There are three things we know about Republican politics right now. First, it is very much Donald Trump’s party. Second, Trump is very willing to impose divisive litmus test demands on 2022 candidates looking for his endorsement, even if it would be a lot easier to let Republicans run against Joe Biden and stay unified. And third, Trump really cannot stand Senate Minority Leader Mitch McConnell, or as he calls the Kentuckian, “Broken Old Crow” (a nickname Mitch professes to enjoy as an allusion to the favorite bourbon brand of his idol Henry Clay).
In recent months, Trump has repeatedly called for McConnell to be ousted from GOP leadership, and it’s hard to imagine Republicans denying the ex-president anything he demands. But getting rid of McConnell won’t be easy, and so far Trump’s effort doesn’t seem to be gaining much traction.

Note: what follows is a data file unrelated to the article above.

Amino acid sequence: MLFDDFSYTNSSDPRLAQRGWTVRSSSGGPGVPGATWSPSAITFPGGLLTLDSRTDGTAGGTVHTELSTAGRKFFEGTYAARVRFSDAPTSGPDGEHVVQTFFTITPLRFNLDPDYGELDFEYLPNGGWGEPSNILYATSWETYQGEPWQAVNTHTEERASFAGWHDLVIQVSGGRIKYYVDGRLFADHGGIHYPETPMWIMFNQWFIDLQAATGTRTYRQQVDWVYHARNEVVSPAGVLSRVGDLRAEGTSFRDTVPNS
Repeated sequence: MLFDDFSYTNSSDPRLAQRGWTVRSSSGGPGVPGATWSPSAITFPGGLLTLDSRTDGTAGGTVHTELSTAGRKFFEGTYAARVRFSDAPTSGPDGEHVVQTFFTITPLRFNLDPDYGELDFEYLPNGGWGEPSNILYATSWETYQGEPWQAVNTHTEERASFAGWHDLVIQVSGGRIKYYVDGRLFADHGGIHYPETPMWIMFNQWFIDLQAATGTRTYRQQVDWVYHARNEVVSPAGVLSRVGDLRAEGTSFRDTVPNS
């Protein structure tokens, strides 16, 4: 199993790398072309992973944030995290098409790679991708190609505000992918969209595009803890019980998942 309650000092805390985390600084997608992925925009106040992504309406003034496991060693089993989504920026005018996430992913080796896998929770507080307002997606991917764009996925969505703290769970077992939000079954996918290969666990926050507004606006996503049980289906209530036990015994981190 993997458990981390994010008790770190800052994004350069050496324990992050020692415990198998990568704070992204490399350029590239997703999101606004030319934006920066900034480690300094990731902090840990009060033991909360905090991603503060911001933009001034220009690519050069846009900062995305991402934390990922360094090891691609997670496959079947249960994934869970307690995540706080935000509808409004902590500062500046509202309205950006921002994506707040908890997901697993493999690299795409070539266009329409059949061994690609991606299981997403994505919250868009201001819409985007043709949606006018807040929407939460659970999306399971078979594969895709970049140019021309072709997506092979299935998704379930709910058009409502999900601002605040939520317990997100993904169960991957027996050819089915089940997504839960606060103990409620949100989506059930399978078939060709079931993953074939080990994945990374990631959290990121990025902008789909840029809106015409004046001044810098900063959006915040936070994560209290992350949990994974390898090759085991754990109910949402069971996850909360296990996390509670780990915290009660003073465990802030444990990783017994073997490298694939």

To be sure, Trump’s disdain for McConnell (which Mitch occasionally reciprocates) is nothing new; it goes back to the days when they uneasily coexisted as president and Senate majority leader. Trump periodically blasted McConnell for sins ranging from a refusal to nuke the filibuster to pass Republican legislative priorities, to his tolerance for disobedient Republicans like Lisa Murkowski and Susan Collins and Mitt Romney. More generally, McConnell is a swamp creature, a pure product of Washington if ever there was one, and an easy target for Trump when he wanted to lash out against the Republican Establishment even as its denizens were eating out of his hand.
But a couple of things changed this year in the bad romance of Donald and Mitch. For one thing, Trump doesn’t really need him any more. And for another, McConnell cast himself in the outer darkness for good by rejecting Trump’s bogus election fraud claims and then attacking Trump’s role in the Capitol Riot. McConnell essentially agreed to the merits of the impeachment case against the 45th president even as he opposed Senate conviction on grounds that it was all moot because Trump had already left office.